Note – I have my max heart rate set in the Polar app at 171bpm. That’s in line with the common estimation formulas which give figures between 171 and 174bpm. I have not done any gyms tests to verify this, but my maximum heart rate during rides, including the cyclocross races and big hill climbs, has peaked at 166bpm on one occasion, 165 on another, but generally maxes out at around 162bpm. Clearly I need to try a little harder.

Update 22nd June – I’ve had some some comments back on this from Reddit taking issue with I’m comparing a road ‘ride’ to a cyclocross ‘race’, with one comment suggesting that I should be comparing a cx race with a criterium (‘crit’). But the point that I was hoping to make is that cyclocross is one of the most accessible forms of competitive cycling avilable to a ‘normal’ cyclist, and I was hoping that this article would start to sow a seed in people’s minds that “yes, cyclocross is hard, but it’s definitely worth giving it a go”. I do take slight issue with the comment about crits, as they require a good understanding of how to cycle in a closely packed group and (certainly in my experience at Castle Combe race nights) require a not inconsiderable investment in kit, whereas cyclocross is a much more individual event that’s accessible to anyone with a decent ‘cross-style commuter.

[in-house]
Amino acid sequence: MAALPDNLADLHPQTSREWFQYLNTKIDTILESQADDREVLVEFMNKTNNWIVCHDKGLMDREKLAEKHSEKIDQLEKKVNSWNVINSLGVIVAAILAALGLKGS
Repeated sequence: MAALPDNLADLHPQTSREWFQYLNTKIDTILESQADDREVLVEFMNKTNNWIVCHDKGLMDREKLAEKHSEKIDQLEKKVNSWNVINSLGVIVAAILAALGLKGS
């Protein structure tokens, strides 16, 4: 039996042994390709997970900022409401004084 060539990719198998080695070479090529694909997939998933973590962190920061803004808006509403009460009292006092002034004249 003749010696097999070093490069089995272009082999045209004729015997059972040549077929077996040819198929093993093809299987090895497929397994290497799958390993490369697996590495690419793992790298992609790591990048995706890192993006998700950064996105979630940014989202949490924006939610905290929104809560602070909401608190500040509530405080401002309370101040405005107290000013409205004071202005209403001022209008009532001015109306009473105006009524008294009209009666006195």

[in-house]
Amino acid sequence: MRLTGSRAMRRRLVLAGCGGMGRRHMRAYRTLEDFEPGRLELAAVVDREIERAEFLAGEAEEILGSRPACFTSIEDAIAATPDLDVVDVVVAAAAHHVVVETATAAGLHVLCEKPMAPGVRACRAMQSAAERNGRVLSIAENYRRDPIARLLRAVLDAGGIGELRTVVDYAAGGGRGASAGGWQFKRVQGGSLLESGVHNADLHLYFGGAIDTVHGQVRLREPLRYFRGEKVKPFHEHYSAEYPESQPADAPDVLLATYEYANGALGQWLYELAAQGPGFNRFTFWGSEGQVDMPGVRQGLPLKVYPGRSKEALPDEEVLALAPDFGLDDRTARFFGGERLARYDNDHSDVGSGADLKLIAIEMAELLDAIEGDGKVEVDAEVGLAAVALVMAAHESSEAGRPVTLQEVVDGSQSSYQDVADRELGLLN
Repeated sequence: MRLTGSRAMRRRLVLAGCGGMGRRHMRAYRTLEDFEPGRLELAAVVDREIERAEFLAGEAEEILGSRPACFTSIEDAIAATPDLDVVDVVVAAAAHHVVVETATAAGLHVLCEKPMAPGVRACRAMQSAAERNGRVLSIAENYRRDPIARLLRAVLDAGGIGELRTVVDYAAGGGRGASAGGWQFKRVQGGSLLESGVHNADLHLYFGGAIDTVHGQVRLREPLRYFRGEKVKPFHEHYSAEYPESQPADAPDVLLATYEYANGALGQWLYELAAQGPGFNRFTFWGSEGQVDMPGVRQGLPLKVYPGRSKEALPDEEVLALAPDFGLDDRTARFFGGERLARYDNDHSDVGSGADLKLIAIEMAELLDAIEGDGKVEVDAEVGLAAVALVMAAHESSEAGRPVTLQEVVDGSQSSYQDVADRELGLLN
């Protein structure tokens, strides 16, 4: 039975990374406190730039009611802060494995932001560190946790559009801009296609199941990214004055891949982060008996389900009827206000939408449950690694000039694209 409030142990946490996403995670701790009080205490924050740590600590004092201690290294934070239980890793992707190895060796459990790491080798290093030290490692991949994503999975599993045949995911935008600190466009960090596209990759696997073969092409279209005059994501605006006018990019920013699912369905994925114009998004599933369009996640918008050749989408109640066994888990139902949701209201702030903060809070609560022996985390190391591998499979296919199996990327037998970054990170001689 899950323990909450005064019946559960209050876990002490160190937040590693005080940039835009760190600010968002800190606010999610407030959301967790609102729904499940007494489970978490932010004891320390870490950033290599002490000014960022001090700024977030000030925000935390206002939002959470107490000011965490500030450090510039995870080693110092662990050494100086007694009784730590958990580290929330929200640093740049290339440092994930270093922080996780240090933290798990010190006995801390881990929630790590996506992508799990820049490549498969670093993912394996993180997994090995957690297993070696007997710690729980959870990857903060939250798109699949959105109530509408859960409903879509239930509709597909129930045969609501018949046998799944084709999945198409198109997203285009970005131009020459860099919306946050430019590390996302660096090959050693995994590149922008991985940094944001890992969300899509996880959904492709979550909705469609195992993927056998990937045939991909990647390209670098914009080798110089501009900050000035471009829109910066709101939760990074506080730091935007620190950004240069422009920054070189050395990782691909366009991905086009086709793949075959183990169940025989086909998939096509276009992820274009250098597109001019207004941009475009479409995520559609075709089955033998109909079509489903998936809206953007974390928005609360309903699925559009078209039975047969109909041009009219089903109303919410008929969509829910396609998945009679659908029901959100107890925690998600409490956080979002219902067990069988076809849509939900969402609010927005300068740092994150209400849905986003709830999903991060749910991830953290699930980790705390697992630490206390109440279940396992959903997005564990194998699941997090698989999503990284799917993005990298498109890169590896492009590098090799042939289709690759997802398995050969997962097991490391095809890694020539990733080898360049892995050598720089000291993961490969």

One Commnet on “Road ride or cyclocross race – Which is harder?

  1. Awesome analysis. I just found this while prepping for my first CX race on Sunday. I think I’ve bitten off more than I can chew, but hey, the first step to being good at something is being bad at it…